Thursday, August 06, 2020

In re S.P. (Cal. Ct. App. - Aug. 6, 2020)

Yeah, this is a really hard one.  *Sarcasm Alert*

Father and Mother don't want to get their children vaccinated.  Both children have been declared dependents of the court, and for good reason.  Among other things:  "DSS filed a juvenile dependency petition (§ 300, subd. (b)(1)), alleging Father and A.P. (Mother) neglected and failed to protect their children. Mother had a history of substance abuse and mental illness. She had recently given birth to E.P. Both Mother and E.P. had tested positive for methamphetamine and marijuana. DSS alleged Father had a history of substance abuse and mental illness and was recently incarcerated."

Given this history, I'll be honest and say that I'm at least slightly inclined to not give the parent's desires on this issue a massive amount of weight.  (*Understatement Alert*)

As to whether the children should be vaccinated, the trial court has to weigh the testimony of two medical professionals.  On the one hand, there's the physician who's currently treating the children.  She says they should be vaccinated.  "[T]he DSS social worker testified that both S.P.’s and F.P.’s 'pediatricians are recommending that they receive their vaccinations.' DSS also submitted letters from Dr. Kronstad, a current treating doctor of the children. She was a board-certified pediatrician. She stated, '[N]o medical condition currently exists that would prevent [the children] from receiving vaccinations as recommended by the [American Academy of Pediatrics] and CDC.' She described the specific vaccinations that S.P. and F.P. needed to bring them “up to date” on their vaccines. She set forth a timetable for the specific types of shots they needed and the time periods during which they had to be administered. This was strong evidence to support findings that the children needed vaccinations and the exemptions were not currently valid. There is usually 'no better evidence of the state of one’s health” than the medical opinions from the patient’s current treating doctor.' (Gunn v. Employment Development Dept. (1979) 94 Cal.App.3d 658, 664, fn. 6.)"

On the other hand, there's a letter from Dr. Johnnie Ham. Here's what the opinion says about him:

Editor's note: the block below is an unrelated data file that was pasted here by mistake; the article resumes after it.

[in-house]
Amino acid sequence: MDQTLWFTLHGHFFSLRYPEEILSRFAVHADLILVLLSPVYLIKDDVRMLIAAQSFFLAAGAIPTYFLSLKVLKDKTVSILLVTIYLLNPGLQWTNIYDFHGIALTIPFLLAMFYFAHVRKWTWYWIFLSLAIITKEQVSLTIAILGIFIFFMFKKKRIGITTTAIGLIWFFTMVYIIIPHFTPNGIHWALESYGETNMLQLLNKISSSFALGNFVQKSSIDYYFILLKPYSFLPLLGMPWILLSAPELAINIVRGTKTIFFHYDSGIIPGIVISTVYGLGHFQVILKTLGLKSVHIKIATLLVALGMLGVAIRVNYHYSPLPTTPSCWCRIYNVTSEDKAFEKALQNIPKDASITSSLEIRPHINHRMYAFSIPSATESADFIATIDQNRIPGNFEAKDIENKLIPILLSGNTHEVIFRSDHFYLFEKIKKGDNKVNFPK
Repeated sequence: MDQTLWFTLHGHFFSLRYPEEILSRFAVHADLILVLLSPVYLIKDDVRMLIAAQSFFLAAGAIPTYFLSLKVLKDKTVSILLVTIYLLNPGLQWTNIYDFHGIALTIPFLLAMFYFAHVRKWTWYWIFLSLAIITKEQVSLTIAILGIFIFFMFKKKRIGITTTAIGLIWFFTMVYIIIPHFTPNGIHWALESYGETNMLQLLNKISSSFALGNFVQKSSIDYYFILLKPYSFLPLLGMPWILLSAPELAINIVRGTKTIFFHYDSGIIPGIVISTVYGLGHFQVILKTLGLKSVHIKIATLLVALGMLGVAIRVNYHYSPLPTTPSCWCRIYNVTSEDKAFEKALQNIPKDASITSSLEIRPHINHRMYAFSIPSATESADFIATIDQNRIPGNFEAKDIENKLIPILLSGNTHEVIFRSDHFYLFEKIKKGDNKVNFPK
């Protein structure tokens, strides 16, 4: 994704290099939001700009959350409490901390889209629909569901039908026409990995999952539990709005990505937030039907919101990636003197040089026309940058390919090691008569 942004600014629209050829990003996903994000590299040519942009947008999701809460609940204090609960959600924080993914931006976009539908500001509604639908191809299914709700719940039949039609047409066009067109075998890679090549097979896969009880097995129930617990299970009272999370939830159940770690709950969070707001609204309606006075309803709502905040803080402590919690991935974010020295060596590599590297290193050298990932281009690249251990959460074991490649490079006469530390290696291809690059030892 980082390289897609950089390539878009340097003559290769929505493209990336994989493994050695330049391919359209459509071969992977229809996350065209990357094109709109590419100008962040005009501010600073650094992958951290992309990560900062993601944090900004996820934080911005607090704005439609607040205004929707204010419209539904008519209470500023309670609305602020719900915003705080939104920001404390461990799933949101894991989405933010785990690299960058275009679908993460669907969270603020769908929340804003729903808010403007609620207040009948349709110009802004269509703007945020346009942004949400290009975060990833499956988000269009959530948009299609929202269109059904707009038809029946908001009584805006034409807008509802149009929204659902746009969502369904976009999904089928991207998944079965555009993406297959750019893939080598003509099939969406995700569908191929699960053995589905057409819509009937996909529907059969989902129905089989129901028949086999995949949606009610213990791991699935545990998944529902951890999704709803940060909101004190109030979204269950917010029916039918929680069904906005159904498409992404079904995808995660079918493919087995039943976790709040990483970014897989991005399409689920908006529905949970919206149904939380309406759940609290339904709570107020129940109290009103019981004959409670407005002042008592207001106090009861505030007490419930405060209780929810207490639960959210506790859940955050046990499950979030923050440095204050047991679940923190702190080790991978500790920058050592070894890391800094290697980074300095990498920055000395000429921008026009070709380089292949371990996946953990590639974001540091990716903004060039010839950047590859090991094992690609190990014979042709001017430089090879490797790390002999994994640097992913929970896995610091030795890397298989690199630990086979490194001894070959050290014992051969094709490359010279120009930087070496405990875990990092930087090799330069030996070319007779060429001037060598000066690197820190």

"Father told DSS that on March 11, 2018, Dr. Johnnie Ham had issued letters stating his determination the children were exempt from vaccinations. Ham wrote that the children have 'a medical reason not to vaccinate,' but did not state what that medical reason was. . . . Ham testified he saw the children once in March 2018 for 45 to 60 minutes. He said he is not a pediatrician and did not have medical records from the children’s other doctors. His examination was 'very brief.' He checked the children’s temperatures and their eyes and had them move their arms. . . . 

Ham was asked what was the medical condition that supported the exemptions but did not describe that condition. He said, “The law does not require that the child have a medical condition. . . . [It] allows us to consider both the individual’s medical history as well as family history.” In response to a question about the children’s medical condition that supported an exemption, Ham responded, “I did not see a medical condition directly with either child.” The parents said members of the family have had “allergies,” “asthma,” “autoimmune disease,” and “mental disorders, including autism.” One family member had “a negative vaccine reaction.”

Ham was asked, “Are you aware that the safety for vaccinations is considered reliable?” Ham: “No, I’m not aware of that.” In 2018, Ham issued 350 exemptions. For two children, he charges a $290 fee for an exemption examination. . . .

The juvenile court said, “The reality is that Dr. Ham issued the exemption on March 11, 2018, after receiving a request for an exemption supported solely by an uncorroborated or unverified family history provided by the parents, and without anything resembling a medical evaluation or examination of the minors.” (Italics added.) “[Ham] does not take any blood or tissue samples or anything of that nature. He does not conduct any neurological exam. . . . He testified that neither child had an existing medical condition at the time of his examination.” (Italics added.) The court concluded, “To rely solely on the information provided by a parent (the ‘family history’) without any rudimentary medical evaluation is simply ripe for abuse and patently wrong.” . . . .

Ham testified that he had been disciplined by the Medical Board of California for 'providing false documentation' and that he was on probation for 10 years."

Hmmm.  Which one would I find more credible?  The board certified pediatrician who's the children's treating physician?  Or the exemption-writing hack who's not even a pediatrician and is on disciplinary probation?

Boy.  What a toughie.